John Reed was the Chairman of Citicorp during the mid-1980s. Among his many achievements was overseeing the first write-downs of loans to less developed countries. For this, he was put on the cover of the mainstream media weekly news and business magazines.
Why was this such a big deal?
Because until he publicly acknowledged that the value of the loans to less developed countries on Citicorp's balance sheet was not the 100 cents on the dollar they were carried at, but rather the 60 cents on the dollar that a Bloomberg terminal showed they traded for, financial regulators acted as if this valuation problem did not exist.
Financial regulators justified their cover-up by saying they were concerned that when the capital markets found out how bad the losses on the banks' balance sheets from loans to less developed countries were, it would spark a financial crisis.
As everyone who is familiar with the FDR Framework knows, stability in the financial system comes from market participants having all the useful, relevant information.
Instability in the financial system comes from regulators using their information monopoly to cover up a problem that the market knows exists, but in the absence of the useful, relevant information the market participants cannot quantify and price the risk.
A fundamental prediction of the FDR Framework, which has proven true for 75+ years, is that financial markets do not implode when market participants have access to all the useful, relevant information.
The corollary, which has also been proven true with the most recent credit crisis, is that financial markets do implode when market participants do not have access to all of the useful, relevant information.
It is a matter of fact that Citicorp's stock price went up significantly on the day John Reed announced the write-downs and for several days thereafter. It is also a matter of fact that the rest of the global banking system followed his lead and that they too saw their stock price increase.
In fact, with the issue of the valuation of the loans to the less developed countries addressed, many of the banks were able to tap the capital markets for more equity.
One of the financial firms that followed John Reed's lead was Security Pacific Corp, at the time a Fortune Top 10 US bank holding company. It had a significant portion of its loan portfolio concentrated in loans to less developed countries. In fact, had Security Pacific matched the percentage write-down taken by Citicorp, it would have had negative equity.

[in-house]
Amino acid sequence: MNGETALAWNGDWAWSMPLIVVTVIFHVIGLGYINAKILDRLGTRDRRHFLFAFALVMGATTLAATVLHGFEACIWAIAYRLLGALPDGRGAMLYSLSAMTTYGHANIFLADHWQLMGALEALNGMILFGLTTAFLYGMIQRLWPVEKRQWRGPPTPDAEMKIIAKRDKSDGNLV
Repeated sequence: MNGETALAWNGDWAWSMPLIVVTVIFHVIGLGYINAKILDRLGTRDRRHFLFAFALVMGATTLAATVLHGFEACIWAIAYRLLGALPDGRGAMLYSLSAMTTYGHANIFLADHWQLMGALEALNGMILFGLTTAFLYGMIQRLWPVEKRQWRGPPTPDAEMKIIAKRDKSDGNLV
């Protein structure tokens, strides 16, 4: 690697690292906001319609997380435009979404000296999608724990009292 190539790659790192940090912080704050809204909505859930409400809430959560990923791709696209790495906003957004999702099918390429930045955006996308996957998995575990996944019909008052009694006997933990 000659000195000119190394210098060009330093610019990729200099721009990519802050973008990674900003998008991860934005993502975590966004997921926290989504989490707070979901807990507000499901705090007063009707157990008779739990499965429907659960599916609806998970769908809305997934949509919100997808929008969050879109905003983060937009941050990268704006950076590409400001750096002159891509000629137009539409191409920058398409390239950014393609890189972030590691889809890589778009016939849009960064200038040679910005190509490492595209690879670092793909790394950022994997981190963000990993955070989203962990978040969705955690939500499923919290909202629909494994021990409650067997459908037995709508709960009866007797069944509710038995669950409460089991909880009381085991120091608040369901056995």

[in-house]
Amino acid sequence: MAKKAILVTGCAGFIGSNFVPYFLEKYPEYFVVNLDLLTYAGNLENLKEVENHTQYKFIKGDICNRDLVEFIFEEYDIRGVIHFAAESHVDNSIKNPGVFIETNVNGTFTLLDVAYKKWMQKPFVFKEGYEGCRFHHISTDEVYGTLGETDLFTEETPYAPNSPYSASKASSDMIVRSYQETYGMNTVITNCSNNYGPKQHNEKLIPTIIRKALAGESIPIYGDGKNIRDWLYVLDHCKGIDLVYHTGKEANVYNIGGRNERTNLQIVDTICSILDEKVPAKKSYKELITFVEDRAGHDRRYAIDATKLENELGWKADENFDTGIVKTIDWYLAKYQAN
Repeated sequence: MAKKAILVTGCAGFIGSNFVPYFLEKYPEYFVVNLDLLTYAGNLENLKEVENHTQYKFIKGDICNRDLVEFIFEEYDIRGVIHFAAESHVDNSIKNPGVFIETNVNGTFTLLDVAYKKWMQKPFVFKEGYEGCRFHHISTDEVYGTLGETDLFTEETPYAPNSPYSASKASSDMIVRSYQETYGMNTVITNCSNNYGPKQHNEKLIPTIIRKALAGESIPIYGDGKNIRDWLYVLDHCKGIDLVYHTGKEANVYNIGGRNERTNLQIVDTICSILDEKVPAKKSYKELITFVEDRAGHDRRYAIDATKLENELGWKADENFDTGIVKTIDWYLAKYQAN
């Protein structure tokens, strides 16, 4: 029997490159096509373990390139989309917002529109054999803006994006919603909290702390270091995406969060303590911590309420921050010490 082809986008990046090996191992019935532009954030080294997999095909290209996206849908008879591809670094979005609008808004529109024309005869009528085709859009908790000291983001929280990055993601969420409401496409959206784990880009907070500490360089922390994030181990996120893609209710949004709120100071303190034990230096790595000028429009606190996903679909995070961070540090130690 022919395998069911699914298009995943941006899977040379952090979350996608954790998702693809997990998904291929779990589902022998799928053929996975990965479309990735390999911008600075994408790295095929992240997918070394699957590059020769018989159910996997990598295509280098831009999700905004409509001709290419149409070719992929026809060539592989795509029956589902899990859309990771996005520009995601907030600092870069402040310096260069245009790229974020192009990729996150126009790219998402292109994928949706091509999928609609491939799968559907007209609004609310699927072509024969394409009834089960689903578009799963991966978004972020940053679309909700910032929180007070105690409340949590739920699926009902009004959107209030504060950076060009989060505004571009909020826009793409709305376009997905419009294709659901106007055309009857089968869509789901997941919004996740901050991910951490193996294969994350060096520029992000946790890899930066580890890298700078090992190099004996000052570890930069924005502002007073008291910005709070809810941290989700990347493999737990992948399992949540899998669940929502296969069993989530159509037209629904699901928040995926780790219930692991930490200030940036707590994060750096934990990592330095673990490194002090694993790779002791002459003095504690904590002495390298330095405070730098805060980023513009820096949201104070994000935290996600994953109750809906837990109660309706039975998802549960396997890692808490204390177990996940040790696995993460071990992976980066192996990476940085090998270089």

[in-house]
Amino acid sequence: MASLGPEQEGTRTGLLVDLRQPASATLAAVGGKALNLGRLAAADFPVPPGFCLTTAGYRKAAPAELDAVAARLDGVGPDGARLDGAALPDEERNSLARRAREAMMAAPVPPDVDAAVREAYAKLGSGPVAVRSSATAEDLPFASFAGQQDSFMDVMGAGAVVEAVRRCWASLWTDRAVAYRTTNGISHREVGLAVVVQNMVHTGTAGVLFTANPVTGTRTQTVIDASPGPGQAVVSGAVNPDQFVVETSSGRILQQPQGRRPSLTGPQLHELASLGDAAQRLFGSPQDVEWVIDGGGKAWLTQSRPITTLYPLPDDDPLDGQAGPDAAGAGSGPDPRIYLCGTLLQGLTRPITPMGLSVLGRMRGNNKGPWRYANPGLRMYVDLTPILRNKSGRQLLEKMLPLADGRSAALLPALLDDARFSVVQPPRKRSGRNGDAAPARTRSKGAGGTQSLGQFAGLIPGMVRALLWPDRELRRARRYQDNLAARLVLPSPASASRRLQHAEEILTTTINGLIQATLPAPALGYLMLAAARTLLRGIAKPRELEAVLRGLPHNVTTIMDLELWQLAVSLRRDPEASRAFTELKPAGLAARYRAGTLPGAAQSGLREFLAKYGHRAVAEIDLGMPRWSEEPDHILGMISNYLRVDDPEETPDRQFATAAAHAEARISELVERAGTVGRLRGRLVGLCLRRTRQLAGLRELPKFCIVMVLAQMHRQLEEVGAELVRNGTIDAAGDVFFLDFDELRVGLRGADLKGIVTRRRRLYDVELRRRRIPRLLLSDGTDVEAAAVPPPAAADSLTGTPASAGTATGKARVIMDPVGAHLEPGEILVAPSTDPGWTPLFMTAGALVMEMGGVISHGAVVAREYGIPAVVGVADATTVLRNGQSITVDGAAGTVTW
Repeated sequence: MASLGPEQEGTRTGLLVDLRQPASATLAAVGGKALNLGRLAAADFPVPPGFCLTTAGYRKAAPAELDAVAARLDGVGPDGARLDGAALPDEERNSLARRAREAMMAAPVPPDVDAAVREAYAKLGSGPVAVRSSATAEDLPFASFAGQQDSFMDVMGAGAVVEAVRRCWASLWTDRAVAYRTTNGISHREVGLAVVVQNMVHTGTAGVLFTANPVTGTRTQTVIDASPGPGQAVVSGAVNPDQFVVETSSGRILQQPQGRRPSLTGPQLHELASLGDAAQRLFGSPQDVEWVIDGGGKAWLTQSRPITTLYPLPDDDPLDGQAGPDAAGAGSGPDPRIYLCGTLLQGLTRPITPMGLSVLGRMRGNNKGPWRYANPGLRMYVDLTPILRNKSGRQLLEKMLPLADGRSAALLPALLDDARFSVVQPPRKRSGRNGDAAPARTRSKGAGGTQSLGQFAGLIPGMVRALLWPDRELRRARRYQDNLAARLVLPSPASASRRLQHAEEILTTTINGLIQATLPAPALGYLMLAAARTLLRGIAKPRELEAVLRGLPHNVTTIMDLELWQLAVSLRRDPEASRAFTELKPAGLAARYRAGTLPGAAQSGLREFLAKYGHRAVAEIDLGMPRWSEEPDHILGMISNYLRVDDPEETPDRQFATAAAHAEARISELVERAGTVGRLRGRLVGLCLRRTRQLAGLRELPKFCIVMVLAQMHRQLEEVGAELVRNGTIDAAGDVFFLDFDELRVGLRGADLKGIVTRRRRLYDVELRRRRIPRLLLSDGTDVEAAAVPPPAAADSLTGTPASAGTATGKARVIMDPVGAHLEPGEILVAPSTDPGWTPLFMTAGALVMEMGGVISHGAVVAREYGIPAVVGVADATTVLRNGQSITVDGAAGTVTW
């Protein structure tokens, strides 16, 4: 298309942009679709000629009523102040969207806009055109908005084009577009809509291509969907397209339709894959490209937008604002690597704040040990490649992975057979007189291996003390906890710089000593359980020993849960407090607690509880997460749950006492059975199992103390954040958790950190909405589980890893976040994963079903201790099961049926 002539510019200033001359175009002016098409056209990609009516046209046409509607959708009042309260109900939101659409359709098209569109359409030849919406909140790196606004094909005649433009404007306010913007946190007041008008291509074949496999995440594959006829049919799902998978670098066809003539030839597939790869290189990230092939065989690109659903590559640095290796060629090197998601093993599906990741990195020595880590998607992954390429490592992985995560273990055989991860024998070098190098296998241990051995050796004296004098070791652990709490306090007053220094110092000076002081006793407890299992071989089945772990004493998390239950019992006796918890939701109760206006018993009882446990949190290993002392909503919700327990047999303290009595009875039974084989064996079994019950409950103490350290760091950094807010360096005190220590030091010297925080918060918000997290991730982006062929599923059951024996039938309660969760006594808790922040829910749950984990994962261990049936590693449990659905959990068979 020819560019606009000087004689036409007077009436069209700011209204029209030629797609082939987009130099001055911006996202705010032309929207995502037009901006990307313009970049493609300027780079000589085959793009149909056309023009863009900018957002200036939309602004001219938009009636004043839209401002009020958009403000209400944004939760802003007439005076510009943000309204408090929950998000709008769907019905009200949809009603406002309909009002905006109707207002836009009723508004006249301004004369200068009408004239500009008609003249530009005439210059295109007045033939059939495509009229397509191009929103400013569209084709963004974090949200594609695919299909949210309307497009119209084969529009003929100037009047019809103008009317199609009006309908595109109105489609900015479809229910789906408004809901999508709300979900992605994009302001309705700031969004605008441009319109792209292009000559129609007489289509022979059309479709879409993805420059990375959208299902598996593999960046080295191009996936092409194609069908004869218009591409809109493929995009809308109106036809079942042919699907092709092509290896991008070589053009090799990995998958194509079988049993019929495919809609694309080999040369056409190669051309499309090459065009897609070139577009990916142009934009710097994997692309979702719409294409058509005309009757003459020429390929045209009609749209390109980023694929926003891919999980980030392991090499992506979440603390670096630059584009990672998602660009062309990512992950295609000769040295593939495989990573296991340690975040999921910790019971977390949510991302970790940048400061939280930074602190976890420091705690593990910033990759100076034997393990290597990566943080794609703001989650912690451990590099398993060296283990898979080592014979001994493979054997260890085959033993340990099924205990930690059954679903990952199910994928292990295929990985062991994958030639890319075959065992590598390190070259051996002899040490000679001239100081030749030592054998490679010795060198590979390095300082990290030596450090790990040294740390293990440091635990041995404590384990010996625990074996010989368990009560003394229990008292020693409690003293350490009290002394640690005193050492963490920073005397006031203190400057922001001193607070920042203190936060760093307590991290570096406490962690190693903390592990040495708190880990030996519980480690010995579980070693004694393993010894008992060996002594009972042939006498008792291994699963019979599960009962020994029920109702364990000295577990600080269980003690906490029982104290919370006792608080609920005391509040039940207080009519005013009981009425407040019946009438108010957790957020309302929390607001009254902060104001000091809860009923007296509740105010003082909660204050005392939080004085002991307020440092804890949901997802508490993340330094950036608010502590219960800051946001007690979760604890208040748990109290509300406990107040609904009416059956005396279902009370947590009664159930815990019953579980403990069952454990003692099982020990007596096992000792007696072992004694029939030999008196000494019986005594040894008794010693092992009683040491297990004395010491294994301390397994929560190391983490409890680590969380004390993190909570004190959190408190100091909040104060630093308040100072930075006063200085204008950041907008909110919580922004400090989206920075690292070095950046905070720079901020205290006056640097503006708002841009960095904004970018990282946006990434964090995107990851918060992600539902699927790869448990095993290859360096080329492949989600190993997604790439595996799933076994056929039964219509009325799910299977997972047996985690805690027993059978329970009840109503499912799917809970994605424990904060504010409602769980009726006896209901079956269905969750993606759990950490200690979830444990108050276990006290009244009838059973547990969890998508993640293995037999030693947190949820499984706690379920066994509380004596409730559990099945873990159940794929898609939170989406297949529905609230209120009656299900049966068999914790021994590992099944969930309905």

Did this fact cause a run on the bank at Security Pacific? No.
Did this fact cause Security Pacific's stock price to drop to zero? No.
Market participants understood that Security Pacific would need to rebuild its capital and factored that into the price and amount of their exposure to the bank holding company.
What does this have to do with Europe?
The situation in Europe is virtually the same as John Reed faced.
- A quick check of a Bloomberg terminal would show that like the loans to the less developed countries the debt of Greece, Ireland, Portugal and Spain are not trading at par.
- For their part, financial regulators are engaged in a cover-up. They are not a) disclosing each financial institutions' asset-level exposure or b) requiring financial institutions to write-down the value of their exposure to market prices.
- Governments where the lending financial institutions are located are working feverishly to promote austerity to try to keep the value of the debt at par.
- Market participants do not have the information they need to assess the risk of and properly price the securities of the financial institutions.